As part of a very well written article by Wired released earlier today, gamers all around the world now know a little bit more about Sony’s next generation gaming console. The machine, now officially called the PlayStation 5, will support ray tracing on a hardware level, will load all games off a built in SSD drive to drastically cut down loading times, the controller will allow for some really fancy rumble, and the machine will release by the end of 2020.

However, perhaps the most exciting sounding bit of news from today’s Wired article is the reveal of the new PS5 controllers resistive triggers. Put simply, the idea is that on a game by game basis, developers can program the triggers on the new controllers to become more difficult to press, to simulate physical sensations. Trying to open a heavy door? The trigger might be quite stiff to press. Pulling the draw string on a bow? The tension in the trigger may increase the further you draw the bow string. Perhaps a gun trigger would provide some tension half way through a press, and click as you click the trigger. The idea is to allow more immersion in your games by allowing you to feel the actions you are taking, and it sounds like a really cool idea for certain games.

The idea is really awesome in theory, and when paired with technology like VR feels like yet another step towards the eventual day when video games can truly simulate reality. However, as cool as the tech sounds, I really hope it’s an optional feature, even knowing that it being optional will ultimately limit the applications it can be used to create.

Over the past few years, accessible gaming setups have become more commonplace on consoles, in large part thanks to companies like Microsoft creating devices like their modular adaptive controller. Players who need custom hardware to play can pick it up more affordably than ever, and increasing numbers of games are implementing software solutions to reach similar aims. Many games allow controller remapping, some games allow for turning button mashing sequences into held buttons or single presses, and some games allow you to remove time limits from quick time events. Accessible gaming is the future, and a mandatory resistive trigger could potentially be a hindrance to this aim.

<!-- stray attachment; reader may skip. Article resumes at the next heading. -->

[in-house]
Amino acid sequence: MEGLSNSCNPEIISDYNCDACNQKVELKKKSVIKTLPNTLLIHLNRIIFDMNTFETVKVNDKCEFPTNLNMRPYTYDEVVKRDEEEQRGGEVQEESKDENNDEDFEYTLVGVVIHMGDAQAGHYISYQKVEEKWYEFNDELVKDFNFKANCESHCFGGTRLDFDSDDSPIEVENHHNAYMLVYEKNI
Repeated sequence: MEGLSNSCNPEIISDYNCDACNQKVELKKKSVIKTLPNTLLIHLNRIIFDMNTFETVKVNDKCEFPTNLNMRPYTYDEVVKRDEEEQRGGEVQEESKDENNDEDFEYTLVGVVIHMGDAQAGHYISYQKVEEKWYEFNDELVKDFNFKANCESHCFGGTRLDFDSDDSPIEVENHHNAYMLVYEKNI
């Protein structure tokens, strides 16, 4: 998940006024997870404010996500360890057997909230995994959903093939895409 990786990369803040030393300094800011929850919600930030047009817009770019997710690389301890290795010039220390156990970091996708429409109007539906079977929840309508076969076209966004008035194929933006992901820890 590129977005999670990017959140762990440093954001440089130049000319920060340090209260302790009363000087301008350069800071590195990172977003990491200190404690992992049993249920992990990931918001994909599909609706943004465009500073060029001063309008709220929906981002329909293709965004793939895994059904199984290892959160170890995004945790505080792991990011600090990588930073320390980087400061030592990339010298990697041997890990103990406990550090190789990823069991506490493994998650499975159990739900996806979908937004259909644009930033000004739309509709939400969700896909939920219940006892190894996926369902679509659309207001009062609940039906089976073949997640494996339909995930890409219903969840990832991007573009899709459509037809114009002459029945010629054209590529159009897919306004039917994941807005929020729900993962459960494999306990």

Speaking to gamers on Twitter after this feature was announced, I found a huge number of players for who tough to press triggers as a mandatory part of a game would make it so they couldn’t play. From players with arthritis, to those with chronic joint pain, some with wrist weakness and others with general hand weakness, a whole host of medical conditions were suggested where having to push through a trigger that’s pushing back would be painful, exhausting, or just plain impossible.

Making resistive controllers mandatory could allow for some interesting gameplay concepts, like a game where there’s a monster in the controller you have to physically fight back as it tries to stop you playing, but my suspicion is it will largely be used as an optional extra immersion feature. While additional immersion is really cool, don’t shut people out of the game if they can’t engage with it. Let people play the game, maybe missing out on a cool part you made, but still getting the vast majority of the experience. If it’s vital you put resistive triggers in your game, allow players to turn down the level of resistance, to increase people’s chances of being able to play.

As cool as this feature is, I really hope it’s not a core mandatory part of the PS5 experience, even if I plan to use it myself.